We spend hours and hours planning lessons, coming up with useful and interesting assignments, and we spend huge amounts of energy directly working with students to help them not only understand those assignments but to actually succeed on them. And after all that, this little bastard turns in an obviously plagiarized piece of writing! How dare they! Do they have THAT little respect for me and my work?! How infuriating!
Every teacher has been there, and even most of us long-timers still once in a while have to deal with a student who cheated. One of the hardest things to do in all of teaching is to not take cheating personally.
Whether we like it or not, students’ lives do not revolve around us and our classroom. In fact, when it comes to students who cheat, their teacher is almost certainly the LAST thing on their minds.
Why Do Students Cheat?
There are some cheating scandals that are just shocking. Students paying others to sit for a standardized exam FOR them. Students purchasing a pre-written paper or paying outright for someone else to write a paper customized to a specific prompt. Parents paying agents to scam their children’s ways into elite, competitive schools and colleges. These are pre-meditated crimes intended to defraud an entire system. These high-level cheats are not what I’m talking about.
I am talking about the kind of cheating that happens in a particular class by a single student.
Usually students cheat because at the last minute they panicked and made a bad decision. Sweating a deadline, facing exhaustion, and imagining horrible scenarios that will play out if the student doesn’t meet the deadline, the student throws a hail mary pass just to find something to turn in. And for a few blessed moments, the student feels relief having made a deadline.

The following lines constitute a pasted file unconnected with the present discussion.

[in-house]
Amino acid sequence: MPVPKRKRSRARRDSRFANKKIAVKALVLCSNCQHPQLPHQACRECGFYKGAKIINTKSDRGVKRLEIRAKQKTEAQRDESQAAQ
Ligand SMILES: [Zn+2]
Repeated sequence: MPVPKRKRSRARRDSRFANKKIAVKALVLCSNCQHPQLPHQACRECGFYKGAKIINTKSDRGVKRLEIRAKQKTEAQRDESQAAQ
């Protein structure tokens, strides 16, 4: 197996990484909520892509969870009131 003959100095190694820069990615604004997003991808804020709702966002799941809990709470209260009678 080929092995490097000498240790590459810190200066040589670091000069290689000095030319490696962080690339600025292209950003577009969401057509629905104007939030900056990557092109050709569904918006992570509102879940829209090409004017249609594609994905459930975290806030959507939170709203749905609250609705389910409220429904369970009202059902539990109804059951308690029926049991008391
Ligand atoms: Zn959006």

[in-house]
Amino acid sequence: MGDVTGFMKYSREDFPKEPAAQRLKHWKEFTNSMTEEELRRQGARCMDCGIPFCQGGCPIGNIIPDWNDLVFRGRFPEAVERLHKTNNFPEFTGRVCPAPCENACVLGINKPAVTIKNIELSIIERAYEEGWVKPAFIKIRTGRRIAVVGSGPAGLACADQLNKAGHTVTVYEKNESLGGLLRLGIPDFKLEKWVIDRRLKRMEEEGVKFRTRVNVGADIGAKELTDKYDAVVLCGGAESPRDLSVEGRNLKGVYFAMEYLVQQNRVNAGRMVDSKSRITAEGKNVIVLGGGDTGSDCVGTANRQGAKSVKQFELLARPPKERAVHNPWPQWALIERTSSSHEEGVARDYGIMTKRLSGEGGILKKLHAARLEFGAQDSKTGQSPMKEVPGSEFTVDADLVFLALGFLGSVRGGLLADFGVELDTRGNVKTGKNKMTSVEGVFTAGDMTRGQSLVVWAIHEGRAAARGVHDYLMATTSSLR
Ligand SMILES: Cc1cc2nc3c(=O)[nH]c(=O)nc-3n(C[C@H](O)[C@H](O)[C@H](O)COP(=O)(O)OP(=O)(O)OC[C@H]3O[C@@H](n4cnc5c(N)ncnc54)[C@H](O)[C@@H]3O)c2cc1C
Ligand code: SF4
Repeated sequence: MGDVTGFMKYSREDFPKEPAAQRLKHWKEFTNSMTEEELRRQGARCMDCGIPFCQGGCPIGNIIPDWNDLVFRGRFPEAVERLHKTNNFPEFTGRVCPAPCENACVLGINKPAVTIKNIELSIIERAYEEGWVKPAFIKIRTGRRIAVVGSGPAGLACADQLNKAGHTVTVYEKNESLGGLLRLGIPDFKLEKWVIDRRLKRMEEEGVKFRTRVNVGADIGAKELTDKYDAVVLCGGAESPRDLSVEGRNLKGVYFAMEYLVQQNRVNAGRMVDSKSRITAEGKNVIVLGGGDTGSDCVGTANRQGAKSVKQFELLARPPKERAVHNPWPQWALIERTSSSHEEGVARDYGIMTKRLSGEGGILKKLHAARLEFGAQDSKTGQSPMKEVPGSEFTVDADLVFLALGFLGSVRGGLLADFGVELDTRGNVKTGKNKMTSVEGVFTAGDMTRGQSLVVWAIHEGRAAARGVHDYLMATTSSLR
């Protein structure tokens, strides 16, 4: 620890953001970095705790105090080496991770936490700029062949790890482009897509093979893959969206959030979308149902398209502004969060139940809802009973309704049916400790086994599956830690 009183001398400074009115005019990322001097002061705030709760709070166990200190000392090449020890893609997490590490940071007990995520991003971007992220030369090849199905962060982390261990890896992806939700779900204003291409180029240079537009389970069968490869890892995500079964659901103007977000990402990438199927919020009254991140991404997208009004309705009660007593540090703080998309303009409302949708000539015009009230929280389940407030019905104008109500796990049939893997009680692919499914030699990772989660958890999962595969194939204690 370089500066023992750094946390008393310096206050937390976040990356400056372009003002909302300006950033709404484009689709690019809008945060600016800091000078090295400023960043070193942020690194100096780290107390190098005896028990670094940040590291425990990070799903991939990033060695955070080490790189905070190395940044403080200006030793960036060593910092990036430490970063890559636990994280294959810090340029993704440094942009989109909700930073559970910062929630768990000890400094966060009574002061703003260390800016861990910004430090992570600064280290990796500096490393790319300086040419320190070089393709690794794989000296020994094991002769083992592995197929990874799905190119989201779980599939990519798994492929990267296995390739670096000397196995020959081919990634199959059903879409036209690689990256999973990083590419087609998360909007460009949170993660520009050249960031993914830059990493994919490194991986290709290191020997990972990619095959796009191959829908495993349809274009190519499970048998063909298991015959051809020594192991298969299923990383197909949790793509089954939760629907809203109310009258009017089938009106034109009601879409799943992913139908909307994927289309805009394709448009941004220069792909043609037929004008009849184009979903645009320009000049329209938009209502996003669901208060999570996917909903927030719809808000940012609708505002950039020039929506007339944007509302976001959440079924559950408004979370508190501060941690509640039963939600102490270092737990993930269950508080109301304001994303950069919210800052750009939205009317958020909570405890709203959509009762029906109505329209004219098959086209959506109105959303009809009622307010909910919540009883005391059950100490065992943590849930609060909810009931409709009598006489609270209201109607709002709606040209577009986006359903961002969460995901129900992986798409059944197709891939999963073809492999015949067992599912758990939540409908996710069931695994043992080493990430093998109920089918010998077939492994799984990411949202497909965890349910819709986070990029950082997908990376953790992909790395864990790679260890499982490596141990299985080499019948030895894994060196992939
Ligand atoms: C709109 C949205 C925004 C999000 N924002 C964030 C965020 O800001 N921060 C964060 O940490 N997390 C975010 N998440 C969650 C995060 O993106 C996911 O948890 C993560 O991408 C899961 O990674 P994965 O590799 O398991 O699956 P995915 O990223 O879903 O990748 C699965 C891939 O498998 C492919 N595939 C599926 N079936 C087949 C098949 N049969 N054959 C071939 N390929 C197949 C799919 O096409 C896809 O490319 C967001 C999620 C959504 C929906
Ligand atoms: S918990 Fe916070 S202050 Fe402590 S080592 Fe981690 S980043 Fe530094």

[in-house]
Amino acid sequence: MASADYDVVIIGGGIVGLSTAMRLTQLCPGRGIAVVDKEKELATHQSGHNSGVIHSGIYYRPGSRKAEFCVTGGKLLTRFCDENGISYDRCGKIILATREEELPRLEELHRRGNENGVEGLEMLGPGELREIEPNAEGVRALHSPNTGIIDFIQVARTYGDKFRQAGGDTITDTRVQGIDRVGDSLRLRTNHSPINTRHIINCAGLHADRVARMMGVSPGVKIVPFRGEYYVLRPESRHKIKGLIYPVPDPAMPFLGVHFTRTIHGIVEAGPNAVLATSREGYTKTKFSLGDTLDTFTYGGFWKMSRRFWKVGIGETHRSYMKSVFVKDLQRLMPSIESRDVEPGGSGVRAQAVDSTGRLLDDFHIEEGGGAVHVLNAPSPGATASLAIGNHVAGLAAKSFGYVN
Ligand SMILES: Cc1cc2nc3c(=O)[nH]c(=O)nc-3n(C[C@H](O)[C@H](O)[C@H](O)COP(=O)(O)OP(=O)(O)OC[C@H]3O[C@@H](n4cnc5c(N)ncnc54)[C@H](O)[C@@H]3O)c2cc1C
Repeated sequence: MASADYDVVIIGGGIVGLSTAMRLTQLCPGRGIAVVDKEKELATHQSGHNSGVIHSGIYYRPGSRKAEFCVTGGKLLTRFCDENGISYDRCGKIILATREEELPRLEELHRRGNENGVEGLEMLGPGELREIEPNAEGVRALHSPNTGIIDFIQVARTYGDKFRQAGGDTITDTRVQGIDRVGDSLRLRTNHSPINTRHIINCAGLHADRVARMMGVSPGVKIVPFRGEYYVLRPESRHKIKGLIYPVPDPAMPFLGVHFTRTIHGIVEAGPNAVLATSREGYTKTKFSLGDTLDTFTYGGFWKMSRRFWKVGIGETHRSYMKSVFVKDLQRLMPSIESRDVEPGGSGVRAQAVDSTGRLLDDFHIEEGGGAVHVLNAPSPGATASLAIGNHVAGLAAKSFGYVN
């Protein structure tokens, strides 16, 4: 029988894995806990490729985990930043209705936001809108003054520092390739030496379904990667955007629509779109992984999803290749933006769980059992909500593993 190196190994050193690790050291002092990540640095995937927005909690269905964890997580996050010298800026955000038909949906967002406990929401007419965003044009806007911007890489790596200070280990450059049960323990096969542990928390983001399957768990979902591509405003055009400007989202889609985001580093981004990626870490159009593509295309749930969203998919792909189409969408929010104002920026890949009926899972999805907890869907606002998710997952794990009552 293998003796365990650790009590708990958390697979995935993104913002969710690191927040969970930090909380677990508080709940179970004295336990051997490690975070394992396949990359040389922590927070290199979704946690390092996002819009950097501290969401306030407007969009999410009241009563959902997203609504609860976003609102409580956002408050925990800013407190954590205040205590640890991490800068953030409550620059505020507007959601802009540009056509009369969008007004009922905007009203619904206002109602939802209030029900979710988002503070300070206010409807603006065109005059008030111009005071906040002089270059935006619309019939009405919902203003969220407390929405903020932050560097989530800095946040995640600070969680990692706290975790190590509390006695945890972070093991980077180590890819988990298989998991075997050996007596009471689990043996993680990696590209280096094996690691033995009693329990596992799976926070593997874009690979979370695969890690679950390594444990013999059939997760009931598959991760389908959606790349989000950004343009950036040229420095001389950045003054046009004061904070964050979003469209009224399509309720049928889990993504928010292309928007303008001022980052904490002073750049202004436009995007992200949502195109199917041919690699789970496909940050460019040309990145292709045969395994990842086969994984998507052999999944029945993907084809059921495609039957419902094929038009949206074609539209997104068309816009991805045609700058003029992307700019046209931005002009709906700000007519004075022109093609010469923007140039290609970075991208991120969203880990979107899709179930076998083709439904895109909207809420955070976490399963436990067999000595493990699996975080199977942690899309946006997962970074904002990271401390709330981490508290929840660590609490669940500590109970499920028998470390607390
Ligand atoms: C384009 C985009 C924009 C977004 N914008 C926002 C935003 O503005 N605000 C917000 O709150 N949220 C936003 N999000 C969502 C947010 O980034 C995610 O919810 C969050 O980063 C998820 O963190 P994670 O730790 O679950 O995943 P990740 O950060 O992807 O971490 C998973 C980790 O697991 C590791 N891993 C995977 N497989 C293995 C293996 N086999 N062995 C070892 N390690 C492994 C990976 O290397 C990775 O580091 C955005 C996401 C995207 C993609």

But the relief doesn’t last.
What was panic about a deadline quickly becomes fear of being caught cheating. New imagined scenarios of disaster appear, and the student either can’t take it anymore and admits the cheat, or they learn to compartmentalize the fear and live with it. Neither of these cases is good. The case of the former student usually works out better–assuming they are treated with care and compassion–but in the case of the latter, the student potentially becomes a master at fraud.
It’s Not About You
When students cheat, it is almost never about the teacher. Instead it is the student’s internal battle. So the right question for a compassionate teacher to ask is, How did the student end up in the position of having to deal with panic? Procrastination is the usual answer. Why do people procrastinate? That’s an age-old question about which there have been many hypotheses. But it is never to spite the teacher.
Of course, even when I say never, there are exceptions. I remember a high school teaching colleague who would assign ridiculously lengthy assignments on a broad topic, such as, “Write 25 pages on why The Pentagon Papers are important.” It was well known among students that this teacher NEVER READ the papers. He’d flip through them and assign a grade. Students knew this with such confidence that they would routinely put sentences into the paper that called the teacher names or insulted his teaching style or clothes or his lack of, let’s say, sex appeal. How did I know this? Because students we had in common would show me what they wrote and the “A” and “Good Job!” the teacher wrote on the last page.
Who did this teacher think they were fooling?!
For the most part, though, students who cheat are not trying to insult the teacher. Their teacher’s feelings are the furthest things from their minds. In fact, cheating might even be a sign that the student doesn’t have a good enough relationship with the teacher. Or, it could mean that the teacher has such a close connection with the student, that the student feels extra pressure not to disappoint and ends up psyching themselves out of the ability to write a paper at all.
What Can Teachers Do?
When teachers discover someone cheated–or they suspect someone of cheating–the should first do their research. Make sure the student did, in fact, cheat. Make sure the student didn’t plagiarize without realizing it (which is remarkably easy to do). Maybe the student engaged in patchwriting, which happens when students aren’t clear about the conventions of academic honesty.